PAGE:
I worked in food service for a total of 15 years (in every possible job classification) and, during that time, I worked for only two large chain companies – Burger King and Starwood. When I was 18, I spent a summer working the drive thru in a Portland, Maine Burger King (on a recent trip to Portland, I noticed that it is now a Subway). It was a crappy job. I remember really hating the corporate videos and I couldn’t wait until the summer ended and I headed off to college. My drive thru window looked out at the Greyhound station across the street and I would daydream about all the places I could be going if I wasn’t working at Burger King. The difference between me and my coworkers like Buelah, a single mom who seemed really quite old and worn out to me, was that I knew would be going places after my summer stint in fast food. What I didn’t know was that I had the bug – the food service bug. As soon as I left the industry, I missed it. I still miss it. In my mind, it is both my back-up plan and my dream job. When I was finishing up my PhD, I knew that I could always find work in food service if I didn’t get a job. And, I knew I could find a good job in food service, because my last five years in the industry (and my second corporate food service job) was in a union hotel. In fact, as an American historian, my salary prospects for many academic jobs paid less than I would make if I went back to full-time work at the Chicago hotel I used to work at. But I would never go back to Burger King. Why? Because Burger King jobs(and other fast food jobs like it) are service sector assembly lines of low-paid work that make it impossible to support a family. And, it is why Beulah is seared into my mind – I remember thinking – how the hell does she support herself and her kids by making minimum wage at Burger King. What are her options? There were none – no career ladder, no training possibilities. Hell, Beulah was probably working at the Burger King until it converted to a Subway a couple of years ago.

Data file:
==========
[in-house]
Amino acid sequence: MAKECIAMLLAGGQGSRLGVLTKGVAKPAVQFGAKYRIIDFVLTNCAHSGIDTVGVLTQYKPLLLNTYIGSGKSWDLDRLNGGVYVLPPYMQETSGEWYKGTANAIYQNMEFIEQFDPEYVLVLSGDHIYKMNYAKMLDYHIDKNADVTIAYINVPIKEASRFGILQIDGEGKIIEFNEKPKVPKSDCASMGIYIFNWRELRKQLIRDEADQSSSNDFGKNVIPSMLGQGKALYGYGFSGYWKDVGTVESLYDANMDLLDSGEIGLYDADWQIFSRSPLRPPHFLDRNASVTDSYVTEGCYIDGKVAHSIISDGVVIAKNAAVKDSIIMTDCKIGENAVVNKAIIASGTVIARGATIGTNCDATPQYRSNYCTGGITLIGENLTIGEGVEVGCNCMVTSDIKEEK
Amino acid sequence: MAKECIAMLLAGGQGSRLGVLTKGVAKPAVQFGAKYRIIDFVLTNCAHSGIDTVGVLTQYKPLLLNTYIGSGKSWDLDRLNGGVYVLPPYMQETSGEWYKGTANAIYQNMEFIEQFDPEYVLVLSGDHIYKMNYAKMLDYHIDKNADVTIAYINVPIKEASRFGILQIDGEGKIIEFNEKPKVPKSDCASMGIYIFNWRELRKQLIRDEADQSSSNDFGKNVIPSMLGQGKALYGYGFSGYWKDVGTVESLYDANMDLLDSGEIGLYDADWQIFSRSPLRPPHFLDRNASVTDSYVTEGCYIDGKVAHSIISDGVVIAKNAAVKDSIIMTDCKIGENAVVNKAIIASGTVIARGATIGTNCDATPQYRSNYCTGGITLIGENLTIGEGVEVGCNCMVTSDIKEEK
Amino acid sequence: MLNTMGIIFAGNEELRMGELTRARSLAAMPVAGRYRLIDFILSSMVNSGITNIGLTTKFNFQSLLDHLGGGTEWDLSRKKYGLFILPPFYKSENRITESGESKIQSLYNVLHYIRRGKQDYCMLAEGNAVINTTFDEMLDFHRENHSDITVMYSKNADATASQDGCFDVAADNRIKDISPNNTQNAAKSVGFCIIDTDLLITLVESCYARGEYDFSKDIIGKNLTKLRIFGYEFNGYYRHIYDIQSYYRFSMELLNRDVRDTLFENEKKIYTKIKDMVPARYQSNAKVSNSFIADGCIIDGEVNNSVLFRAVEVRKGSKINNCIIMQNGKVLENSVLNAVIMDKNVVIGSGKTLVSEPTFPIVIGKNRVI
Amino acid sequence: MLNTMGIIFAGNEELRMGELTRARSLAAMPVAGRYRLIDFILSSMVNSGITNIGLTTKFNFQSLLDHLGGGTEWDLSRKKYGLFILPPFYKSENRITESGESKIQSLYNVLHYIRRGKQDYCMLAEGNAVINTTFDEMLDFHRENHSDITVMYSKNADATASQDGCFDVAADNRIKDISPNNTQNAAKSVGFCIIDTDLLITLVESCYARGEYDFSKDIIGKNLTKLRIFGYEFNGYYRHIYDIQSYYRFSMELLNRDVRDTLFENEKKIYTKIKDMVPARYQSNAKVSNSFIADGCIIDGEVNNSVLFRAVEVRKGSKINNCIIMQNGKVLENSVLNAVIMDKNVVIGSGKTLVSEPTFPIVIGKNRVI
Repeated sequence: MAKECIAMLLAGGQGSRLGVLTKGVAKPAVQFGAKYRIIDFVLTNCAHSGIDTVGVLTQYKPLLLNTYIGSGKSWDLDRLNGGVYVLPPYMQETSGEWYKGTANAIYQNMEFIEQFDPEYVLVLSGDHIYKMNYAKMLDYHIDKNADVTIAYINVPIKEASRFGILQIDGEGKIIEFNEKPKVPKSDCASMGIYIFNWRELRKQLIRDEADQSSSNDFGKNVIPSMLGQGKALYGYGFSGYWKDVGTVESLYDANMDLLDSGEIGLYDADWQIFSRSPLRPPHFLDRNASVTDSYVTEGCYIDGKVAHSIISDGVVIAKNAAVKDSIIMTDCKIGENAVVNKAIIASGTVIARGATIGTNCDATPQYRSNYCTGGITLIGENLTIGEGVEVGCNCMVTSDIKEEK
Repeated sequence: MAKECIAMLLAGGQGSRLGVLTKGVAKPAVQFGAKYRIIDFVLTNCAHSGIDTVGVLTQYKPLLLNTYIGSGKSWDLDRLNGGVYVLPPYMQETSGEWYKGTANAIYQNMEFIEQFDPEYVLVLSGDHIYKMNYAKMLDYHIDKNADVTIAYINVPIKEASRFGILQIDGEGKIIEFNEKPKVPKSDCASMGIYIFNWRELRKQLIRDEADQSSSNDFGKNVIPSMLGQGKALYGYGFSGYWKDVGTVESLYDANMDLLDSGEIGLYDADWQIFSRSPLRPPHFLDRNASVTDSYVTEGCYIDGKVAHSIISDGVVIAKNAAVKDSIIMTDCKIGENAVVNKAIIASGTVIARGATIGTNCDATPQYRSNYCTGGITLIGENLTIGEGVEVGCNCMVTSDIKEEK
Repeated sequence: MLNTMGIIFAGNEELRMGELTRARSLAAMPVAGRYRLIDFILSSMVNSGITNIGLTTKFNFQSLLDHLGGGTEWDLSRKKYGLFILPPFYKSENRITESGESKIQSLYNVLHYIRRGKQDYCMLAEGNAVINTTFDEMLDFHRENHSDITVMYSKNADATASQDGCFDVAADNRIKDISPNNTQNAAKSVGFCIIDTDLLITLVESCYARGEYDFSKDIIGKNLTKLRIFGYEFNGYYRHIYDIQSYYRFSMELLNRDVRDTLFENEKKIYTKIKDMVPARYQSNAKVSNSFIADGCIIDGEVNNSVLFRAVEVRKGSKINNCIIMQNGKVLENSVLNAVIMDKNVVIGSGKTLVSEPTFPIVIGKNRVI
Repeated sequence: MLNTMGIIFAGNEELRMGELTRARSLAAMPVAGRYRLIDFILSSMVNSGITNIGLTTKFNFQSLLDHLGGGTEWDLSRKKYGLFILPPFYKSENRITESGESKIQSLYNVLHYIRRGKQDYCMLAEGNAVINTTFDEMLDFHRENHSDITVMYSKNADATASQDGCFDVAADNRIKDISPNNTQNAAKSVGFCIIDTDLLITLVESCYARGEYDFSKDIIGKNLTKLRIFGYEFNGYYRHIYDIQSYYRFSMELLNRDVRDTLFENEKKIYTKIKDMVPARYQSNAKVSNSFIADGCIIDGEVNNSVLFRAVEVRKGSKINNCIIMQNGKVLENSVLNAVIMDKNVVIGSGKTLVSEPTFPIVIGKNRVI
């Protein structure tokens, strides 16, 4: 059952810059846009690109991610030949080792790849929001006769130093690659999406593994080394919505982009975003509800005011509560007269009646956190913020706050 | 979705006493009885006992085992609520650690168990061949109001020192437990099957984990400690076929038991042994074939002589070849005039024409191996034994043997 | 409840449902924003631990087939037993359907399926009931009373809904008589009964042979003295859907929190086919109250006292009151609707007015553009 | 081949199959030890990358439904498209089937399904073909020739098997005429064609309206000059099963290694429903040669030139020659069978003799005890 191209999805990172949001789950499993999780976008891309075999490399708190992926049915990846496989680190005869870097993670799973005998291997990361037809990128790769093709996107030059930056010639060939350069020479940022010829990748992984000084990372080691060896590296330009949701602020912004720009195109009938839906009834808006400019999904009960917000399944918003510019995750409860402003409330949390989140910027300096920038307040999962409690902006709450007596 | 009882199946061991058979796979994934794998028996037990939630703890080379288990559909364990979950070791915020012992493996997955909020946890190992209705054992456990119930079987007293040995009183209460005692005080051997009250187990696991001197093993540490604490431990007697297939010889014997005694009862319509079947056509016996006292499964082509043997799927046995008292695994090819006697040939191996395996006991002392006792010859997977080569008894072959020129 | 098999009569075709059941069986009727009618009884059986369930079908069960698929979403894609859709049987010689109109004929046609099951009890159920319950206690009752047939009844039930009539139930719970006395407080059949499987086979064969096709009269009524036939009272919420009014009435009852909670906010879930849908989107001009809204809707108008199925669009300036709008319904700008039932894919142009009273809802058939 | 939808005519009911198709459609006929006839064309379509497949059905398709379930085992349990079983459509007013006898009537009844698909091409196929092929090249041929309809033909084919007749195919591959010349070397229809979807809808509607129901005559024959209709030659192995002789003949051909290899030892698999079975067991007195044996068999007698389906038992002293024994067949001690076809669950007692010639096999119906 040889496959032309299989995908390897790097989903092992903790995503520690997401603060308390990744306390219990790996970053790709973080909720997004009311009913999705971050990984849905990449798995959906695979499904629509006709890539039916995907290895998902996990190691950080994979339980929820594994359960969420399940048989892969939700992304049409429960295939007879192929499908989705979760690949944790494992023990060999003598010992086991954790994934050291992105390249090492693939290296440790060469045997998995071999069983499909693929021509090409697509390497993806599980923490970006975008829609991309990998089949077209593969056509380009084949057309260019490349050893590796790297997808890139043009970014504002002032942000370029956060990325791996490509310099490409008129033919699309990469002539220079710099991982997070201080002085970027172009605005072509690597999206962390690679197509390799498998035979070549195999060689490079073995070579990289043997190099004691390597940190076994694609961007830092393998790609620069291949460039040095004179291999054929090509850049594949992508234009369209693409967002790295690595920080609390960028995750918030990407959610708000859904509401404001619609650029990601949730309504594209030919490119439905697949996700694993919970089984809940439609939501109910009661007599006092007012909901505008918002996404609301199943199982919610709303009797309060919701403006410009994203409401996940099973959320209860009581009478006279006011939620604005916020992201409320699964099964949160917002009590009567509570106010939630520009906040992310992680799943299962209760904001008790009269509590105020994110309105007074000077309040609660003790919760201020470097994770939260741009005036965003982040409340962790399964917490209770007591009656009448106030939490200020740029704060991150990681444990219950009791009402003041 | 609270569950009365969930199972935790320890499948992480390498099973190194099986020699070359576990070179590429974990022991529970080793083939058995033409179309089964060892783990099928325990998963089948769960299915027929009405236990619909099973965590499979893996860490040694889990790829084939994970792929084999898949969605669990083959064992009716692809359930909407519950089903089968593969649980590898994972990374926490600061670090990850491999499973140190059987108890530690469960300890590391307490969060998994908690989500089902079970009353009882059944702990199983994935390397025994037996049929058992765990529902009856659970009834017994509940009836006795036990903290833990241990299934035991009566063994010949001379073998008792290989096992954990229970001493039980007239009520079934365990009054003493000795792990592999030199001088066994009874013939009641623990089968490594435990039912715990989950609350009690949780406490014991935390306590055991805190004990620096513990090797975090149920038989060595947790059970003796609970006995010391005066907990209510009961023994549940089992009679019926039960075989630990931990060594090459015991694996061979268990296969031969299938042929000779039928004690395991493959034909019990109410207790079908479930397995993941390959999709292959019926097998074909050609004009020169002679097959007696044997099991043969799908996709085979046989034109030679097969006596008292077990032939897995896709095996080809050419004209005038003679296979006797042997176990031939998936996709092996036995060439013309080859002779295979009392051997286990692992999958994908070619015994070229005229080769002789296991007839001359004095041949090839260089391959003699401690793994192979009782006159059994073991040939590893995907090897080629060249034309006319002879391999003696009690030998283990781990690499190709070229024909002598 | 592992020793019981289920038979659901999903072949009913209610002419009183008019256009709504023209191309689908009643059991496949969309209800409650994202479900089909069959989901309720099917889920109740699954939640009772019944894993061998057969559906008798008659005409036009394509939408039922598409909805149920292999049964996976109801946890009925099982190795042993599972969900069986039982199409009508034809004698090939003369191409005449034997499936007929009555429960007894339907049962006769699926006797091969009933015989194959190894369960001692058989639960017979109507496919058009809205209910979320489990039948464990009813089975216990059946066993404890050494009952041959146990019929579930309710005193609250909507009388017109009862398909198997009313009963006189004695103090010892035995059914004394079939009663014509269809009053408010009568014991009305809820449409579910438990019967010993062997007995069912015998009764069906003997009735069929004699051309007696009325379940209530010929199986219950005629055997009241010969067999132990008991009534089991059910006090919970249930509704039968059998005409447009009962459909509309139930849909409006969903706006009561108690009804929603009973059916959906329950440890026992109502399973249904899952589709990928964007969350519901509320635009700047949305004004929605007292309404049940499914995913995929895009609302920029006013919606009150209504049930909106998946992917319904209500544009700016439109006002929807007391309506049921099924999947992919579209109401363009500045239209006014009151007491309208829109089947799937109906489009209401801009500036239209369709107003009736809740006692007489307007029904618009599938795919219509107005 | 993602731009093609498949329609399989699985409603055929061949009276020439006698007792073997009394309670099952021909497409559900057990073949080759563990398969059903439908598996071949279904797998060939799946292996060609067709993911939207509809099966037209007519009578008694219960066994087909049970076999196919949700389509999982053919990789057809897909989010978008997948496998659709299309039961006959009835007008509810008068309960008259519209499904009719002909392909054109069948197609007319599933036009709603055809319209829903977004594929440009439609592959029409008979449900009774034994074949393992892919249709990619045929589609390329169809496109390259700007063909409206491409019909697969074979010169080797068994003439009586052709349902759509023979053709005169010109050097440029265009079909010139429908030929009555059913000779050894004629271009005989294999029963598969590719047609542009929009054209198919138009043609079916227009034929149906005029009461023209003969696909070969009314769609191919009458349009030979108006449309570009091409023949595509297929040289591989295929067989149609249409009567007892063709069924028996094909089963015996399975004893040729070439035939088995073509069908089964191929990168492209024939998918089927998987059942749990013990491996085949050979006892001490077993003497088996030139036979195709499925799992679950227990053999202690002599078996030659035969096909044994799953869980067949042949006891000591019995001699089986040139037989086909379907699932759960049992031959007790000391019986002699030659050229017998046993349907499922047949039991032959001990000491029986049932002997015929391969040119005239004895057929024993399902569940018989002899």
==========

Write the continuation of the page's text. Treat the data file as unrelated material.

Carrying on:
As of May 2012, the top three job categories in the U.S are retail salespersons, cashiers, and “combined food preparation and serving workers, including fast food.” These are also jobs that tend to be low paid, non-union, minimal room for advancement, and more often part-time rather than full-time. In short, these jobs provide insecure employment. Yet, they are the jobs that are experiencing less of a decline as the economy struggles to recover from the Great Recession. What does this mean for workers and their communities?
Well, some communities are fighting back. In Chicago today, downtown fast food workers allied with a group called The Fight for $15 are on strike demanding a $15/hour wage. In New York City last month, Fast Food Forward organized a one-day strike with workers chanting “We can survive on $7.25!” And, nationally, organizations like The Restaurant Opportunities Centers and the Food Chain Workers Alliance are organizing food workers from the farm to the table to demand job security, a living wage, and improved health and safety on the job. This is all good. Consumers need to understand that the people who feed them are hard workers who are undervalued in this nation. But this is just the issue – as a nation we undervalue service labor. But why?
Work is gendered. Service work is women’s work. Producing goods is men’s work. The catch? Women are underpaid and undervalued in this society so as a result so is the work. Manufacturing has been in a steady decline for a long time and, let’s face it, it is not returning. Service work, on the other hand, is here to stay and we better figure out a way to turn these jobs into sustainable, middle-class type jobs. In the 1930s, autoworkers and steelworkers were seen as the low-wage workers of the nation. Their labor was undervalued and so was their paycheck. So what happened? They organized and formed a union. As a result, industrial jobs became steady and reliable sources of income and offered financial security to working families. This is not the case in the service sector. In the 21st century, the service sector is the new industrial sector. Service work needs to be valued by consumers, politicians, and corporate America. And that value needs to be shown in dollars and cents not a pat on the back.
So workers are rising up in Chicago today. And, next month, workers will rise up again because they are FED UP. Who is listening? What do you hear?
What will it take to bring economic justice to the service sector workers?
Unionization. Collective Bargaining. A voice on the job. Power!